As research on European integration ever so often seems to point out, the European Union suffers from a democratic deficit. The challenge lies in the distance between lawmakers and citizens, between the EU-elite and the national publics, and between the very national identities of the European people. When searching for a bridge over these distances we just as often end up in a “chicken and egg” type of problem – do we need a common European public to mend the fractures in the European democracy, or do we need a fully democratic union before a common public can arise?
No matter how we view this challenge it seems increasingly clear that the utopian dream of one European people with one common identity united in one common public discussion will not present itself any day soon.
So, in academia, we have set out to look for the EU. We search in the everyday discussions of each national public and first and foremost we search carefully for the EU in the national media. And as we search, the more EU we find in terms of topics, actors and communicative exchange across borders the happier we get. However, the EU we get a glimpse of once in awhile is often not the EU of community, cohesion, and common identity. More often than not, we find an EU that keeps its distance to the citizens, or worse, an EU, which is seen as an external force seeking to usurp the national democracy one directive at a time. This description will be recognized in media across nations such as the UK, Greece, Hungary and Denmark.
Searching for the EU in national media coverage is not a trivial task by any stretch of the imagination. A frequently used method is simply that of counting – how often is the EU mentioned in the news? While such a method indeed gives an impression of the extent to which the union has been recognised as a political force to be reckoned with, it also has its limits. Thus, if one accepts that public spheres are fragmented and multiple, one must also agree that searching for Europe within all of these spheres at once can lead to a distorted impression of how each fragment of the public sphere relate to the Union. Is the EU represented in the same way in energy coverage as in health care coverage? Is Europe more generously described in news on the environment than it is within the context of domestic policy issues?
In a newly published master thesis we set out to examine exactly how the EU is described in Danish media when reporting on climate change. It turns out – judging from more than 280 media texts – that it’s not that bad. Though far from being put on a pedestal, the EU is recognised as ambitious when it comes to curbing climate change and is often pictured as in line with – and not opposed to – Danish politics. European politics in this area are actually legitimised and – if media discourse is a kind of representative for public discourse – the politics are actually legitimised by “a public”.
More importantly we see that – looking closely – news on climate change has the potential to feed the formation of European identity. Phrases such as “we are the green ones”, “we know it’s a challenge” and “we must do something about it” all refer to the EU. In fact – in our thesis – pronouns like ‘we’ pointing to the EU appear in almost as many news articles and television broadcasts as pronouns referring to Denmark – respectively in 25 and 26 percent of the data. It might be tempting to disregard these findings since the phrases in question are primarily uttered by Danish politicians and as such might be simply a convenient association to the – in this particular case – popular European Union. But this does not mean that the identity is not present, that the framework of identification is not established or that the Union doesn’t get to be what it longs to be – a positive community. Rather, it shows that when searching for European identity in the media we must not only count the visible, we must also make the uncountable visible. And instead of viewing the legitimacy of Europe as an either-or question, we have to differentiate the specific coverage of issues, where EU politics can be everything from The Bully of Brussels or the EU bomb under national democracy to a force of good or a common ally with common adversaries – and maybe even to issues where the nation and the union stand together as a common ‘we’.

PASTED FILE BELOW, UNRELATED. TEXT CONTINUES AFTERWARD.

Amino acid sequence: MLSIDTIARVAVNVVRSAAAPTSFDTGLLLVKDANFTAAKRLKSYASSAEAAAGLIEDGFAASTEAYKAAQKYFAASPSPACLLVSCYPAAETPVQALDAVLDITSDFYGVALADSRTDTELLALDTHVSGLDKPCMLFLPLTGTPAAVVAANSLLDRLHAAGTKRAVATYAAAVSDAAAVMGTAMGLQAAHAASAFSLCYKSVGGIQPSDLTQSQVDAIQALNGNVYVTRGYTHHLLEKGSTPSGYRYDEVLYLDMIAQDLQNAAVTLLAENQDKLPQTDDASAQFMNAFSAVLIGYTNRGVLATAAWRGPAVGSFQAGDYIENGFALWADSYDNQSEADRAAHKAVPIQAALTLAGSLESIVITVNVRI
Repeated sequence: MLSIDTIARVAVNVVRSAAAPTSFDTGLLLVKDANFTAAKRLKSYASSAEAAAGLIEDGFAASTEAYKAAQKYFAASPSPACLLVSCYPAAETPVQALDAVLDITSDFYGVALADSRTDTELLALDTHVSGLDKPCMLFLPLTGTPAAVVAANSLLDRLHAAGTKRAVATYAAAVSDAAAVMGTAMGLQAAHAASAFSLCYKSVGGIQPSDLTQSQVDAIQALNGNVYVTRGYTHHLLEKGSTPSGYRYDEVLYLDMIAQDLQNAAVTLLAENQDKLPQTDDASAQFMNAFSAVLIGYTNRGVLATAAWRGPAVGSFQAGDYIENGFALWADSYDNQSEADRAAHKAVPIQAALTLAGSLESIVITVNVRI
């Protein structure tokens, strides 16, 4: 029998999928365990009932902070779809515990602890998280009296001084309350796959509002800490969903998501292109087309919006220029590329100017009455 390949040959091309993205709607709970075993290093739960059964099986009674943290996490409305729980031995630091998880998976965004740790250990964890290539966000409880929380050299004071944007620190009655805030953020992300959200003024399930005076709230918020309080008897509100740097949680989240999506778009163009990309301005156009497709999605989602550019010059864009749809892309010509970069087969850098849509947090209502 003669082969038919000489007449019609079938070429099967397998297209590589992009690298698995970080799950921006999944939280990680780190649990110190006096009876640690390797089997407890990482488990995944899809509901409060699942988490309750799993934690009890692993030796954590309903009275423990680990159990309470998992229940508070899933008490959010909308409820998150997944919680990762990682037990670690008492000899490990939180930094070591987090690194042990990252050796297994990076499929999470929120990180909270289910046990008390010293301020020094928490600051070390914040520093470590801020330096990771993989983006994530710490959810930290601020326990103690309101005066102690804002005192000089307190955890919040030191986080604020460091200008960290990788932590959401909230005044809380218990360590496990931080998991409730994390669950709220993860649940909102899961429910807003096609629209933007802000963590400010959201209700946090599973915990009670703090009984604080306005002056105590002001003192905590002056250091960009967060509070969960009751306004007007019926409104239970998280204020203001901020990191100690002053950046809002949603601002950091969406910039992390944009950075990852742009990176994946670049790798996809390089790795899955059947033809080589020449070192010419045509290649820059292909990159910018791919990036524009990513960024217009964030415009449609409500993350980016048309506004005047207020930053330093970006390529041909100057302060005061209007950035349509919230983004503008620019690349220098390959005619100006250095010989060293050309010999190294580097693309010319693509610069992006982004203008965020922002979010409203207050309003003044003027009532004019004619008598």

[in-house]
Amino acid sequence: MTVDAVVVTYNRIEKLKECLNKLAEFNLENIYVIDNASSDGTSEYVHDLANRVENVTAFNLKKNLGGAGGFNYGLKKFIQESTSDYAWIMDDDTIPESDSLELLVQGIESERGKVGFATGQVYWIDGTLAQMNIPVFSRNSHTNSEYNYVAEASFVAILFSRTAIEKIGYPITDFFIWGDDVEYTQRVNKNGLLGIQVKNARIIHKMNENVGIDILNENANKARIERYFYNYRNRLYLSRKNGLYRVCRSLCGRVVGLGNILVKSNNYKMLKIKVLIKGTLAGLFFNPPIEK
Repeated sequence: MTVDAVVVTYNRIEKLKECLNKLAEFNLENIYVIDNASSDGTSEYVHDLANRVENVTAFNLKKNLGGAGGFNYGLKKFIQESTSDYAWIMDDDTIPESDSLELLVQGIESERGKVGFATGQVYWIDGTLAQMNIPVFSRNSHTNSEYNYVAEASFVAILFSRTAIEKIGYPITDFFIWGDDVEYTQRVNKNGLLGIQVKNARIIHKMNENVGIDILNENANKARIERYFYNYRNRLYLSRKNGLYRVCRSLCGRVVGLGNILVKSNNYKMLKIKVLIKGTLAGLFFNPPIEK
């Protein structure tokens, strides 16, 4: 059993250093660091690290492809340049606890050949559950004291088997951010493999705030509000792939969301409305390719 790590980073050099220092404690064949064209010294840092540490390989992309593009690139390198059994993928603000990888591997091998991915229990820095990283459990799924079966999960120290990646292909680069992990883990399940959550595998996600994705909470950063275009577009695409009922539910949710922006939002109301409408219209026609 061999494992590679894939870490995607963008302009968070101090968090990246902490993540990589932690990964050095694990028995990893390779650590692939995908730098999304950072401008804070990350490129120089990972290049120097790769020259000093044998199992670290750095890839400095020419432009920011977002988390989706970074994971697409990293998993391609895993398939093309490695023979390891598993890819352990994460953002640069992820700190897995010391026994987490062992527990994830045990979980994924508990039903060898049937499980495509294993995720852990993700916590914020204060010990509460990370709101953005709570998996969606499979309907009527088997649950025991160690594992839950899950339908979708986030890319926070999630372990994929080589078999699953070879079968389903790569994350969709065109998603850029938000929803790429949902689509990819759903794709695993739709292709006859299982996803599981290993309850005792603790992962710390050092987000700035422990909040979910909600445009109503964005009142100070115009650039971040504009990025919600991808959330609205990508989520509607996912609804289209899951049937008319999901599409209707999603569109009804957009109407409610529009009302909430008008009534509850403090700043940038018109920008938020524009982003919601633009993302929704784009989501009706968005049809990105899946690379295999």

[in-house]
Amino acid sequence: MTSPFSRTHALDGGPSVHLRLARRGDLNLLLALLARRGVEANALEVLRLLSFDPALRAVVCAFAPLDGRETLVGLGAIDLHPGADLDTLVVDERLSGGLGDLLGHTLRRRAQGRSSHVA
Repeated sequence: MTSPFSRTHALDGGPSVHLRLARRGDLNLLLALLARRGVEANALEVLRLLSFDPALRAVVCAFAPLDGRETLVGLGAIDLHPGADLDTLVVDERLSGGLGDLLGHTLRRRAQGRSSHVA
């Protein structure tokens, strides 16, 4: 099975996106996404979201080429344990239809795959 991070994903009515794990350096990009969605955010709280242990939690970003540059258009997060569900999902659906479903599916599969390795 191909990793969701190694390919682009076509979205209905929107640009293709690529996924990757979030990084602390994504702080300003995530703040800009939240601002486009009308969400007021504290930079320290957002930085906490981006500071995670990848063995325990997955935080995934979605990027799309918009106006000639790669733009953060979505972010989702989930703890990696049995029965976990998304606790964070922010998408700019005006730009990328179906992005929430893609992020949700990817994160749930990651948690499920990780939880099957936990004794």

And so, we must keep posing questions like: What is the EU in news on finance or agriculture? What about news on technology or transportation? When we, in academia, have left behind the idea of one European identity and one public sphere it seems only fitting that we should also look further than the idea that there is only one way- and not multiple – that EU can appear across a range of diverse issues in national media coverage.
Note: This article gives the views of the author, and not the position of the Euro Crisis in the Press blog nor of the London School of Economics.
Leif Hemming Pedersen holds a MA in Journalism and English from Roskilde University and now works as a Research Assistant at the Department of Communication and Arts also at Roskilde University. See his personal website: http://leifhemming.dk